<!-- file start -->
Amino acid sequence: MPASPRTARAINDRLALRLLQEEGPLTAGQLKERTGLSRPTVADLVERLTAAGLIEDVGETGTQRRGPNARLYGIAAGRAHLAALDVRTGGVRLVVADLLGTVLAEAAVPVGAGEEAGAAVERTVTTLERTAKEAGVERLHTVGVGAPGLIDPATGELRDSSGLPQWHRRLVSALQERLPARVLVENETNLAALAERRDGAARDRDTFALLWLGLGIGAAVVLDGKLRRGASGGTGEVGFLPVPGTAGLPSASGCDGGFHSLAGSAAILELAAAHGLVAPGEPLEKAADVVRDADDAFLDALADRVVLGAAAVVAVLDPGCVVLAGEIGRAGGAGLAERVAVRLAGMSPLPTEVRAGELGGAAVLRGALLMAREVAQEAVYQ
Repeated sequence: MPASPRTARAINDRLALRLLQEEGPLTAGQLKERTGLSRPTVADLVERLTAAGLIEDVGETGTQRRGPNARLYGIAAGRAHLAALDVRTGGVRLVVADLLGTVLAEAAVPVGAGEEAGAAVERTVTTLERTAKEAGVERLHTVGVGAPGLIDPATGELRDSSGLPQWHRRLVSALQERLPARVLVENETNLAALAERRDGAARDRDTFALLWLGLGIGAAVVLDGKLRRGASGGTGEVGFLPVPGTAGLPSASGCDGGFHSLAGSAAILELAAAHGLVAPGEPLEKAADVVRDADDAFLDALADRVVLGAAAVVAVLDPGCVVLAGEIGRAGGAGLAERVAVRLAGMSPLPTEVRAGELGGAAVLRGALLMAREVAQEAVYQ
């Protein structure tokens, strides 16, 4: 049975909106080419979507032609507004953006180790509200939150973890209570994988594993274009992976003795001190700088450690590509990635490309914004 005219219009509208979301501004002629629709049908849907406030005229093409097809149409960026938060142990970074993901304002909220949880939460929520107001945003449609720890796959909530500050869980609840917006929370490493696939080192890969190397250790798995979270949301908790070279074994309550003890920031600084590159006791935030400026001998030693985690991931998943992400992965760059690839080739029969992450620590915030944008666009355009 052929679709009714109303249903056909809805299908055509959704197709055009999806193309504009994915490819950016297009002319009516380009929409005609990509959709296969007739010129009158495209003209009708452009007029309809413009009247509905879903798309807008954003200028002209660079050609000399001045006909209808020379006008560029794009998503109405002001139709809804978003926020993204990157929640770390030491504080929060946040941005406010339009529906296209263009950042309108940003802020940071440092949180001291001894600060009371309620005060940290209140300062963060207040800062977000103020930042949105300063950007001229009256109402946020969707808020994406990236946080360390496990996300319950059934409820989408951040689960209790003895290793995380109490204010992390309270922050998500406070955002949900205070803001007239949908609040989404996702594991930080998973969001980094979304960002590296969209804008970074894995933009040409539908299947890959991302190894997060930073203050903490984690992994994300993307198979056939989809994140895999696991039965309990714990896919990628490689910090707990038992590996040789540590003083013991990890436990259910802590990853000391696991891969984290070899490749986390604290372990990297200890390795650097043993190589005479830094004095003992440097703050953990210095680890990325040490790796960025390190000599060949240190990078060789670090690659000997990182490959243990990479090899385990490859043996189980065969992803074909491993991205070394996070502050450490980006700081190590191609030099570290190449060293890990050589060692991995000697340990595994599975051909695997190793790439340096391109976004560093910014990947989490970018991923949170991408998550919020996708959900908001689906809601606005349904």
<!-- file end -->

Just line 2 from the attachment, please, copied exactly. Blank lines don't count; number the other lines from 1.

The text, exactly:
Repeated sequence: MPASPRTARAINDRLALRLLQEEGPLTAGQLKERTGLSRPTVADLVERLTAAGLIEDVGETGTQRRGPNARLYGIAAGRAHLAALDVRTGGVRLVVADLLGTVLAEAAVPVGAGEEAGAAVERTVTTLERTAKEAGVERLHTVGVGAPGLIDPATGELRDSSGLPQWHRRLVSALQERLPARVLVENETNLAALAERRDGAARDRDTFALLWLGLGIGAAVVLDGKLRRGASGGTGEVGFLPVPGTAGLPSASGCDGGFHSLAGSAAILELAAAHGLVAPGEPLEKAADVVRDADDAFLDALADRVVLGAAAVVAVLDPGCVVLAGEIGRAGGAGLAERVAVRLAGMSPLPTEVRAGELGGAAVLRGALLMAREVAQEAVYQ